The Viva Vine: vol #6, no #2: March / April 1997


Manure Madness Sweeps the Nation
By Pamela Rice

Manure-industrial complex

Want to argue the virtues of vegetarianism? Get to know the industrial waste products of the food-animal industry. Sure, meat eaters may defend their gustatory preferences by citing principles of free choice, but unfortunately, their dietary habits have a couple of troublesome drawbacks. I'm talking about manure, and I'm talking about dead animals.

To outsiders the subject of animal waste may seem funny, but to meat and poultry producers, manure and dead animals are serious business. In an industry where one facility can produce tens of thousands of tons of manure, ignoring it would be like ignoring an avalanche. Animals themselves become a waste product when they die before they can be slaughtered-due to the the horrific conditions they are forced to live under. A 1,000-sow farrow-to-finish operation may produce over 40,000 pounds of dead pigs a year.

Get to know this ludicrous story of excrement and dead-pig and -chicken disposal and you'll easily win any argument with a carnivore.

Animal factories-what a waste

It's not my idea of a good time, but the food-animal industry has decided that it is worth enduring the self-imposed burden of manure-by-the-ton. To deal with it, they cook it, they spray it, they truck it out of town. They move it slowly past blowers. They try to reduce the surface area exposed to air to lessen the stench. They add chemicals to animal feed and to the waste itself-all in an attempt to decrease the extreme noxiousness of industrial-size amounts. Study teams measure it, scrutinize it and contemplate it ad nauseam. As for dead animals, they bury them, they incinerate them, they compost them, or they allow nearby buzzards or alligators to take care of them. In the end, it's still a mess! And the cost is astronomical.

Europeans, are currently far ahead of Americans in developing every odd system to control the problems of animal waste. Historically, European communities have been close to farms. Consequently, European laws regarding manure are much stricter than those in the U.S., where farms have been more isolated.

Still, the food-animal industry in the United States, especially hog factories in North Carolina, have gotten so huge-almost overnight-that the U.S. is fast having to confront the problems the Europeans have been dealing with for years. Lawsuits-mainly over manure odor-challenging the lax practices of American manure management are proliferating. Ultimately, only those large operations with the advantage of economies of scale will be able to survive the legal onslaught.

Manure: May kill on the spot, eat through metal

With the rise of factory farming, animal-waste management has become a science. In a report entitled "Options for Managing Odor: A Report From the Swine Odor Task Force," published in March, 1995, we are made cognizant of what most of us normally put out of sight and out of mind.

Few people know that odorous gases from hog manure in factory sheds can occur in such concentrations that equipment is damaged by it. Some 150 gases that are found in hog manure can eat through metal and corrode electrical wiring, putting hog housing at risk for fires.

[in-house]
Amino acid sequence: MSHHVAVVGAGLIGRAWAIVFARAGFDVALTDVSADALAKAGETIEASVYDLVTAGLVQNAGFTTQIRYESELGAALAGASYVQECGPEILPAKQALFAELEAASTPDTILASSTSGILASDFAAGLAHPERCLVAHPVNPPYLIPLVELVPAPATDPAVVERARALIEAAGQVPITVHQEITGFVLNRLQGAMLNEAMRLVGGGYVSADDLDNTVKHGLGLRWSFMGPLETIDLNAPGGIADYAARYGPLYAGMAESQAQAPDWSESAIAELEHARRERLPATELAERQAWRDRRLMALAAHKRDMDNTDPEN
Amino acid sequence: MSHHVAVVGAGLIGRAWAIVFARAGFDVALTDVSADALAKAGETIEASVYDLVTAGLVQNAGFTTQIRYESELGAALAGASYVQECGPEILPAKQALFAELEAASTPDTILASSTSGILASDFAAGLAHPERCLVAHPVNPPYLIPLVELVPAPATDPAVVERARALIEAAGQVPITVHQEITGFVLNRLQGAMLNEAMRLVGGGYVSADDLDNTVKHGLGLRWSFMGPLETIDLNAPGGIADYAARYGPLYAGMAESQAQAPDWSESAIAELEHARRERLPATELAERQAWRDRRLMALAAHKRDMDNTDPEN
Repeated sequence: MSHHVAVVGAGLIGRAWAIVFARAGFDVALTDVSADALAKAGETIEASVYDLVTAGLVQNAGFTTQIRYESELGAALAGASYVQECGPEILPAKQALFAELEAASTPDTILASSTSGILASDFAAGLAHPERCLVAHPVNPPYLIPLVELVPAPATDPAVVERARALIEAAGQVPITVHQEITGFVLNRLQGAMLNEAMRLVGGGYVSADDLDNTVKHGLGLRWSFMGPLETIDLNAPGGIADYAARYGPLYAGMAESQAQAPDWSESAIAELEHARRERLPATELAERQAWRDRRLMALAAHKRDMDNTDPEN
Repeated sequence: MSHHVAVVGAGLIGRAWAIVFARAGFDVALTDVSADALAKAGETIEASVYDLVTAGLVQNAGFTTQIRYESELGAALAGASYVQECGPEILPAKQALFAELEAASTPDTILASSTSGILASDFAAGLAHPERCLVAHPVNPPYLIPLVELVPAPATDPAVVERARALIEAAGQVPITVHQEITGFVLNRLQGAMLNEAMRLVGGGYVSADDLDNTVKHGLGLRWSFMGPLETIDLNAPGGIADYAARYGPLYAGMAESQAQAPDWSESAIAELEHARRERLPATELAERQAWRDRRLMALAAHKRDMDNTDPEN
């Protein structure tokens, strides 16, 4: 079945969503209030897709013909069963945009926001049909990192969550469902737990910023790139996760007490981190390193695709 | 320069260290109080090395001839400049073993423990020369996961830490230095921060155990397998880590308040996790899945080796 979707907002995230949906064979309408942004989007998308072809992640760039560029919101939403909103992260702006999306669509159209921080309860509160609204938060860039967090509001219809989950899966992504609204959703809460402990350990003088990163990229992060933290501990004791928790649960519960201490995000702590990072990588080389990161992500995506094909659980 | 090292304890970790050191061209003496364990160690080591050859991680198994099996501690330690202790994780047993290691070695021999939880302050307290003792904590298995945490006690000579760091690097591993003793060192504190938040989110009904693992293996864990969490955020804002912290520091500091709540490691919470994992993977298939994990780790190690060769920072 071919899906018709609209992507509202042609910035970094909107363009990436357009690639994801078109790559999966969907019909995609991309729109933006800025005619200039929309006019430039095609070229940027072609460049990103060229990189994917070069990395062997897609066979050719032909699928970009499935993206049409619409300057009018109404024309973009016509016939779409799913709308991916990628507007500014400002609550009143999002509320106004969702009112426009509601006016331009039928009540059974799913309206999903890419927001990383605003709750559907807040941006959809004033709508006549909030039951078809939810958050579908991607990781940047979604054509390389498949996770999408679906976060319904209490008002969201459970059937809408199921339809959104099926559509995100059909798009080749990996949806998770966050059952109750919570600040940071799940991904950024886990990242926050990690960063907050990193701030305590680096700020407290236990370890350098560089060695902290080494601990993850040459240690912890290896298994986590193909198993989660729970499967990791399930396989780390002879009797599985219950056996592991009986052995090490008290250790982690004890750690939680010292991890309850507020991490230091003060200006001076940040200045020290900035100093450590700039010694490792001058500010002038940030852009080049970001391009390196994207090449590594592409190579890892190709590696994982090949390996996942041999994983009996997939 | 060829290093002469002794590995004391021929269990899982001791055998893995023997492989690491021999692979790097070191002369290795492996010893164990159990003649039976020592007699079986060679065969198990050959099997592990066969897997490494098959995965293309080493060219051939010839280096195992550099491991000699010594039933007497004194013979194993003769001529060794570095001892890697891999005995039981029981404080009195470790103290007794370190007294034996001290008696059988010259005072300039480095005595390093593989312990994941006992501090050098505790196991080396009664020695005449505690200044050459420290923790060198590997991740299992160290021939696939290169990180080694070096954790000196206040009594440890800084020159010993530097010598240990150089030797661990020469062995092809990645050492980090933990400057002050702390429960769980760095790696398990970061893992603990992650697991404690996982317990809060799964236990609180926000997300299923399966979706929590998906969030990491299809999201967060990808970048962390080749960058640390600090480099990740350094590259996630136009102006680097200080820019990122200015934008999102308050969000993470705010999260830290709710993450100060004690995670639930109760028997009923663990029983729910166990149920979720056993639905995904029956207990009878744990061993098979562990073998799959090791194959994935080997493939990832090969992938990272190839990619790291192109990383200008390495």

The gases that are created by imprisoned hogs in today's intensive industrial hog factories reach such high concentrations that piglets are put at risk. Indeed, even full-grown hogs can die on the spot when hydrogen sulfide is released from liquid manure that has been agitated.

One method of disposing of animal manure is to spray it over nearby fields via sprinkler systems. An intensive food-animal factory operator can learn through a statistical service that the cost of spray-field preparation and irrigation equipment, including labor and pumping, ranges from $1.16 to $2.32 per "finishing hog space." This term refers to the space allotted to a hog in the final stages of fattening before slaughter. The "lagoons," in which such manure is stored before it is sprayed? To construct one adds up to about $1 per cubic yard, or about $4.50 per finishing hog space. Undoubtedly, such unit costs and statistics can offer any factory farmer invaluable planning data. To the uninitiated, however, such ratios may seem beyond absurd.

60 Minutes offers glimpse of factory farming

Last December 22, CBS TV's 60 Minutes aired a full segment on the massive problems of manure in North Carolina.

The segment showed filthy factory conditions, including sows individually packed in farrowing stalls "so narrow, they can't even turn around." It publicized to its millions of viewers the unsavory fact that "pigs excrete four times as much waste as humans...turning North Carolina into a toilet."

Quoted in the segment was Larry Cahoon, a scientist from the University of North Carolina, who acknowledged that manure from corporate hog-confinement operations should be considered industrial waste. "I would consider it hazardous...germs, bacteria, viruses such as flu virus, protozoans, various worm-type parasites," he said. And hazardous chemicals from the manure are seeping into the groundwater via the many leaking cesspools throughout the state.

Morley Safer wrapped up the 60 Minutes segment with a startling revelation-even for this seasoned observer of animal factories: "Four of the nation's biggest companies," he said, not naming which ones, "have banded together to build a two-million-pig farm in Utah, and more are planned for Minnesota, Iowa and Illinois."

Thus, the bizarre evolution that has brought the world its current system of intensive food-animal production reaches yet a new level of absurdity.

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